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FBI Warns Healthcare Providers About Unpatched and Outdated Medical Device Risks

The Federal Bureau of Investigation (FBI) has issued a private industry notification warning about the rising number of vulnerabilities in medical devices. If medical devices are not promptly patched and are running out of date software, malicious actors could exploit vulnerabilities and gain access to sensitive patient data or the networks to which the devices connect. With a foothold in the network, threat actors could conduct attacks that adversely impact the operational functions of healthcare facilities. Medical devices are often used to sustain patients with mild to severe medical conditions and attacks on those devices have the potential to cause serious harm to patients and even result in the loss of life.

The FBI says vulnerabilities in medical devices predominantly stem from device hardware design and device software management. When medical devices are operated in the default configuration, that often provides threat actors with an opportunity to exploit vulnerabilities. Devices with customized software can be difficult to patch, often requiring specialized procedures, which can slow down updates and leave vulnerabilities unaddressed for longer, increasing the window of opportunity for vulnerabilities to be exploited.

Medical devices have been developed to perform specific functions, but security was never a consideration because the devices were not considered to be a security threat. These devices are vulnerable and if exposed to the Internet could provide threat actors with an easy way to gain access to the devices, alter their functionality, or use them as a springboard to launch an attack on an organization.

The FBI cites a recent study that suggests 53% of network-connected medical devices and other IoT devices used in hospitals have known critical vulnerabilities that have not been addressed, with around one-third of healthcare IoT devices having a critical vulnerability that could affect the technical operation or functionality of medical devices. These devices include insulin pumps, intracardiac defibrillators, mobile cardiac telemetry, intrathecal pain pumps, and pacemakers.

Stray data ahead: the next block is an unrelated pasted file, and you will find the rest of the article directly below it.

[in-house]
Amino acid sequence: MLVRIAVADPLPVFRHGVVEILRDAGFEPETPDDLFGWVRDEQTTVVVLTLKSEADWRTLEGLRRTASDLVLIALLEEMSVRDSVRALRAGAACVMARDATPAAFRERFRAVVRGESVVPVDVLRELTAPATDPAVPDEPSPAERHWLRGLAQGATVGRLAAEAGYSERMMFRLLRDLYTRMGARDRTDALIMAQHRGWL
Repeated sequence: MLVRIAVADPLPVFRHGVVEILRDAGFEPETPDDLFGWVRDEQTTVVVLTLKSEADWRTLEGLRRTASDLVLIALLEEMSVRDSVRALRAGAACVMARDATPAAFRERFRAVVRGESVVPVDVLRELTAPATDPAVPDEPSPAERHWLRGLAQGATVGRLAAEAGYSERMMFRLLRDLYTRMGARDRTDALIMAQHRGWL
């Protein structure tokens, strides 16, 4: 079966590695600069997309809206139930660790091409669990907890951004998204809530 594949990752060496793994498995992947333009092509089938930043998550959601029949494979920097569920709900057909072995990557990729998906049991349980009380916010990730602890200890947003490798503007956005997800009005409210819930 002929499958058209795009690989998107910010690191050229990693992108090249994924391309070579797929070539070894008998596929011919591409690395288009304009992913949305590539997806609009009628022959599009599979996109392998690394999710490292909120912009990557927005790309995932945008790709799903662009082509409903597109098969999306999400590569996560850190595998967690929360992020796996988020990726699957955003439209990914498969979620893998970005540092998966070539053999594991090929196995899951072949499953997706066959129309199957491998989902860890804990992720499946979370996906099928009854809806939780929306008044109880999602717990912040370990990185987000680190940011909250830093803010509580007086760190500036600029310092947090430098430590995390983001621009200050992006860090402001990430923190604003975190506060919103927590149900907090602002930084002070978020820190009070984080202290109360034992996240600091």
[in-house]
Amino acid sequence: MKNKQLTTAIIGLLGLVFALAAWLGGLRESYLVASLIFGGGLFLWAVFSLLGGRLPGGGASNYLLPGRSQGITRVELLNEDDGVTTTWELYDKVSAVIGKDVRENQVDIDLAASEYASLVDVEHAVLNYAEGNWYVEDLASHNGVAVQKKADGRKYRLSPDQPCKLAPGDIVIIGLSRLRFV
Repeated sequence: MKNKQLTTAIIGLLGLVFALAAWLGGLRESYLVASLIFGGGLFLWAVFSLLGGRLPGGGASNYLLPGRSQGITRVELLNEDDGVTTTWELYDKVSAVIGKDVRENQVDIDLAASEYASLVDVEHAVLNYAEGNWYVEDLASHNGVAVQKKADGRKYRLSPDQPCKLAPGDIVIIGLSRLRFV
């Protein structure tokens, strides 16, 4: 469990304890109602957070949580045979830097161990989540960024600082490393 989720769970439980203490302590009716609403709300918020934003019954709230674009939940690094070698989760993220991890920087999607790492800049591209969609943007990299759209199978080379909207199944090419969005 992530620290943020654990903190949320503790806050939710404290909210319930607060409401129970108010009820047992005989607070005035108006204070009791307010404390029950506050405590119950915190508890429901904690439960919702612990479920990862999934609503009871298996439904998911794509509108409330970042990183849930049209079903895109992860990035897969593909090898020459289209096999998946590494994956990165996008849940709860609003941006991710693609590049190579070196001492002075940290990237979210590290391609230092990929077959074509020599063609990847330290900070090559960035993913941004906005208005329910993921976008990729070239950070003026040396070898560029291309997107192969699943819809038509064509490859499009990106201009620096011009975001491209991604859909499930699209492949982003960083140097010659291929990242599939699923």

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Another study suggests medical devices have an average of 6.2 vulnerabilities per device, and more than 40% of medical devices that have reached end-of-life are no longer receiving security patches and software upgrades to correct vulnerabilities, but those devices often remain in use despite the security risks involved.

Unpatched and outdated medical devices provide cyberattack opportunities, so it is vital that vulnerabilities are addressed and risk is reduced to a low and acceptable level. The FBI has made several recommendations for improving the security of medical devices:

  • Ensure endpoint protection measures are implemented including antivirus software and endpoint detection and response (XDR) solutions
  • Use encryption for sensitive data
  • Change all default passwords and set complex, unique passwords, and limit the number of logins per user
  • Ensure an accurate inventory is maintained of all devices, including the patching status, software version, and any vendor-developed software components used by the devices
  • Develop a plan for replacing medical and IoT devices prior to reaching end-of-life
  • Ensure vulnerabilities are promptly patched on all medical devices
  • Conduct routine vulnerability scans before installing any new device onto the operating network
  • Train employees to help mitigate human risks, including teaching employees how to identify and report threats, the attacks that target employees such as social engineering and phishing, and add banners to emails that come from external sources.

The FBI alert – Unpatched and Outdated Medical Devices Provide Cyber Attack Opportunities – and the full recommendations for mitigating vulnerabilities can be viewed on this link.

Author: Steve Alder is the editor-in-chief of HIPAA Journal. Steve is responsible for editorial policy regarding the topics covered on HIPAA Journal. He is a specialist on healthcare industry legal and regulatory affairs, and has several years of experience writing about HIPAA and other related legal topics. Steve has developed a deep understanding of regulatory issues surrounding the use of information technology in the healthcare industry and has written hundreds of articles on HIPAA-related topics.